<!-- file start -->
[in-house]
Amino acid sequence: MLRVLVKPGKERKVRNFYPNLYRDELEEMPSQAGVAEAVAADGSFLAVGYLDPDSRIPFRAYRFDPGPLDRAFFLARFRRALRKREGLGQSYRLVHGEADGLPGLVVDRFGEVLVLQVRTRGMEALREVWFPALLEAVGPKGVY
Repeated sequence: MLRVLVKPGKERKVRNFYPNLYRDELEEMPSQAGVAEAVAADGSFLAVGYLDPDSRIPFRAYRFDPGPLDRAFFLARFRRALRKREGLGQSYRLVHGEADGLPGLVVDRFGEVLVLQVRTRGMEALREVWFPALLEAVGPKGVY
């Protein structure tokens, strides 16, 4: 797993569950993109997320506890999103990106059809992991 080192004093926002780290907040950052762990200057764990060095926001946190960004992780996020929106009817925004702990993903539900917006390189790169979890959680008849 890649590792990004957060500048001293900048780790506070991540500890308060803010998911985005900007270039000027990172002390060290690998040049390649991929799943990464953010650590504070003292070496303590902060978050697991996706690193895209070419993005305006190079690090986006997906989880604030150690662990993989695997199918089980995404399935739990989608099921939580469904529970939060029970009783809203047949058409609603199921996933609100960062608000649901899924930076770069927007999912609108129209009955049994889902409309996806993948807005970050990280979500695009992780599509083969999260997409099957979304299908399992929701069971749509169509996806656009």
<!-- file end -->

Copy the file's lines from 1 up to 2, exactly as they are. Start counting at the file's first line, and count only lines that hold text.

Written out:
[in-house]
Amino acid sequence: MLRVLVKPGKERKVRNFYPNLYRDELEEMPSQAGVAEAVAADGSFLAVGYLDPDSRIPFRAYRFDPGPLDRAFFLARFRRALRKREGLGQSYRLVHGEADGLPGLVVDRFGEVLVLQVRTRGMEALREVWFPALLEAVGPKGVY